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4 exercises that will be kind on your joints and still get you summer fit
Now that we’re on the home stretch for summer with beach season mere weeks away, the pressure to up the fitness ante is officially in the air.
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But before we go from 0 to 100 and start attempting marathons with little-to-no training, it’s important to note that low impact exercise is the perfect medium for minimal wear and tear, while still working in that fat-burning threshold.
So if you’re rearing to get summer fit, minus the aching joints and unnecessary stress on the body, we’ve put together a list of our four favourite low-impact, body-friendly exercises.
It keeps your heart healthy, your mind clear, the weight off and best of all, it won’t cost you a cent.
And, according to a study found on arthritis.org it may even stop the loss of bone mass.
One study of postmenopausal women found that 30 minutes of walking each day reduced their risk of hip fractures by 40 per cent. And if you’re completing your recommended 10,000 steps per day, you are looking at burning anywhere between an extra 2,000-3,5000 calories per week.
High intensity, low impact.
Spin is an effective solution for raising your heart rate and torching excess weight, fast.
For anyone who enjoysed the results of running but needs to avoid stress to the knees or hips, we recommend jumping on a spin bike and testing out a few cycle classes at your local gym. If you want to keep it outdoors, regular cycling is another option for a cardio, lower body and core-focused workout.
Swimming laps of a pool or the ocean is a low impact but high calorie-burning form of exercise, not to mention it’s one of the most mentally soothing activities you can do to switch off.
Popular for being a full-body workout, swimming engages your upper and lower body as well as your shoulders, triceps, core and quads.
Not to mention it is a cardio, strength and flexibility workout in one. However, thanks to the buoyancy of the water, there is no stress on the body to support your weight.
Often seen as intimidating, strength and weight training will provide long-term crucial protection and support for your joints.
As we age, we naturally lose muscle mass which can lead to a slower metabolism and contribute to weight gain.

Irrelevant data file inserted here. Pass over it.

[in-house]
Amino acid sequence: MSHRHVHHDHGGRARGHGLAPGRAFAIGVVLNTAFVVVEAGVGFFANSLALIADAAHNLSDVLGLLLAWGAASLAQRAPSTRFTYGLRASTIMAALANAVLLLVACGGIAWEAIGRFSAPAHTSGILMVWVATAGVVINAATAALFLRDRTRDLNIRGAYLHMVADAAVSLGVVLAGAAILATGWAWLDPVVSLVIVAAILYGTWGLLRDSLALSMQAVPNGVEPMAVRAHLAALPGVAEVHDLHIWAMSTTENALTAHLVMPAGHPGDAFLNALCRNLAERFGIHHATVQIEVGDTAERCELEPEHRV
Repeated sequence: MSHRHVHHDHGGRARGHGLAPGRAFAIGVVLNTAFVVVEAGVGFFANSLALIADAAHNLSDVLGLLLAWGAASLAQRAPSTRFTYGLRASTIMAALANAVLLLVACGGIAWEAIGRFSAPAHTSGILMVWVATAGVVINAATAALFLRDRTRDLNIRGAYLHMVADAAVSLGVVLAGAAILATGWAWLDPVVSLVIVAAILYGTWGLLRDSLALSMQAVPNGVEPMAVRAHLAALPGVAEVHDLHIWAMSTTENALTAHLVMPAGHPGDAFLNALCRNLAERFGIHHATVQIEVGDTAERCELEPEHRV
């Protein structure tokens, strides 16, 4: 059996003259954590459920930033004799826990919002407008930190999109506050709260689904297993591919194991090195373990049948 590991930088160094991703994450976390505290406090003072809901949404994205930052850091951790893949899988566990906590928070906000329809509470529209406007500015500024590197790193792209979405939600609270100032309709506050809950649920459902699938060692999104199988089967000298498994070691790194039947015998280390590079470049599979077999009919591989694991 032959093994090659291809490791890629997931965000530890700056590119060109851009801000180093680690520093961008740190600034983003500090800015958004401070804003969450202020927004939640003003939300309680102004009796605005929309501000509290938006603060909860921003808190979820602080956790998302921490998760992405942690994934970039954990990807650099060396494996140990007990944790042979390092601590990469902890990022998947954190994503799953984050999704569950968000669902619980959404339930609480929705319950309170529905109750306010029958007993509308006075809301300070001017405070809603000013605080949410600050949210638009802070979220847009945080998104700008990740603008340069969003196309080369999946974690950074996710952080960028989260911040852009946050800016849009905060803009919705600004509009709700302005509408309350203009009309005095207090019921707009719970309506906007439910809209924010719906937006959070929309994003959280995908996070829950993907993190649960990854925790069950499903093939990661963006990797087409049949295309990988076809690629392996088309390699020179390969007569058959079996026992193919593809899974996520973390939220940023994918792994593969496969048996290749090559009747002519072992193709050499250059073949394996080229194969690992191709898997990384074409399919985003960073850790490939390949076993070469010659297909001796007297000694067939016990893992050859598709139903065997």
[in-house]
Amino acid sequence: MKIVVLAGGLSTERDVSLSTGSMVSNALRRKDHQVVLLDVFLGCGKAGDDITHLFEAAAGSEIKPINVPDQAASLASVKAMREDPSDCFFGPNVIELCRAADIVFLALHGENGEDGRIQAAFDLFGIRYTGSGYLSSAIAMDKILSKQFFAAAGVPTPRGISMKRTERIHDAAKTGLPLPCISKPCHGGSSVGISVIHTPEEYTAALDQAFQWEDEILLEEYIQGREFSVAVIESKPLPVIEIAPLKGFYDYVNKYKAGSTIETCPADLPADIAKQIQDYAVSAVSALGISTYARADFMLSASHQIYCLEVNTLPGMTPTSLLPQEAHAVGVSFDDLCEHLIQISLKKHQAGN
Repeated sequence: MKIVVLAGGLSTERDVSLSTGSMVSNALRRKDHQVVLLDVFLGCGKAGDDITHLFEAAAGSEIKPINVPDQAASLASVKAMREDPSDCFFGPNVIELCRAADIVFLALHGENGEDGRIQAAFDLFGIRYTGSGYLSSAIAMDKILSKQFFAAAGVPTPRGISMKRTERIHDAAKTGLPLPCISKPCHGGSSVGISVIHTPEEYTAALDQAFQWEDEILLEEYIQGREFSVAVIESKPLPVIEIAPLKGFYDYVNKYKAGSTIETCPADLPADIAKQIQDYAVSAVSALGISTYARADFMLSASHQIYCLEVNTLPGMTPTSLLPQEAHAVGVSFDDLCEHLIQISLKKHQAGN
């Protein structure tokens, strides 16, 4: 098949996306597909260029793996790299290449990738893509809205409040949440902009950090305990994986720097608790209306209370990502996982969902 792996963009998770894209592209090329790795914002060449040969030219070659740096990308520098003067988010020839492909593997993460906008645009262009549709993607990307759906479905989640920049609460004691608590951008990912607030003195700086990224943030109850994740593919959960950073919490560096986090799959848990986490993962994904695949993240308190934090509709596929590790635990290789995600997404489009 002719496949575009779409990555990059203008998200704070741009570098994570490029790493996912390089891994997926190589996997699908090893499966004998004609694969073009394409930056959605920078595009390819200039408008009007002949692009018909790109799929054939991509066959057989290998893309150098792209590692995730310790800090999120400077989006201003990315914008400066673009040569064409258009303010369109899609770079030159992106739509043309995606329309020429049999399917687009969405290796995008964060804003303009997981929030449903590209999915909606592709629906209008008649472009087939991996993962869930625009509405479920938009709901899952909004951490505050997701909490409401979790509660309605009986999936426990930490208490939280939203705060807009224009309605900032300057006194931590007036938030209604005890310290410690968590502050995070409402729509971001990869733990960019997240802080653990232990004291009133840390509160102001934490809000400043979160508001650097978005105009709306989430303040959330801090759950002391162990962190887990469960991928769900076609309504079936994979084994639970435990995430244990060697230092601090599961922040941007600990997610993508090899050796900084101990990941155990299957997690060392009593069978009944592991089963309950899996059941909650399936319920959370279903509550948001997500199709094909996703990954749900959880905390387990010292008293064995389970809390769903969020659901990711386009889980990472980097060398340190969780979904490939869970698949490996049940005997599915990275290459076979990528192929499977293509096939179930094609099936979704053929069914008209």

And while cardio burns calories instantly, weight training will provide a slower burn that lasts throughout the day.
How to monitor your progress?
#1 Body composition analysis
Body composition analysis machines are like weight scales but with all the bells and whistles.
They’re a great starting point when it comes to tracking your progress, displaying a more accurate measure of where your inner fitness is currently sitting.
By committing to a fortnightly or monthly check-in, you are able to set goals and assess your progress.
More than just a scale, they provide a comprehensive view of the body's composition, taking into account water, muscle mass and fat percentage, rather than looking at your weight as one whole number.
Most big gyms have these machines available for use.
#2 A fitness watch
Your biggest asset of all when it comes to getting summer ready, is ensuring you can stay motivated and keep yourself accountable for meeting your daily targets.
Enlisting the help of a fitness watch, such as Huawei’s Watch Fit, you’ll be able to easily track your progress. Keep an eye on the steps you’ve completed for the day, monitor your heart rate, speed, calories burned and even the recovery time required to ensure you are not overdoing it or putting yourself at risk of injury.
Image credit: Huawei
The Watch Fit even includes its own built-in fitness courses with 44 animated demonstrations for quick strength sessions on the go or at home, doubling as your own private trainer. You can even monitor your swimming progress as the lightweight watch is water-resistant.
RRP $249, currently $199 available at JB HI-FI, Harvey Norman and The Good Guys
And of course, the most crucial element of all: A great playlist, podcast or enlisting the company of a friend to distract you as you sweat it out.
Main image credit: Getty
What is your favourite form of exercise?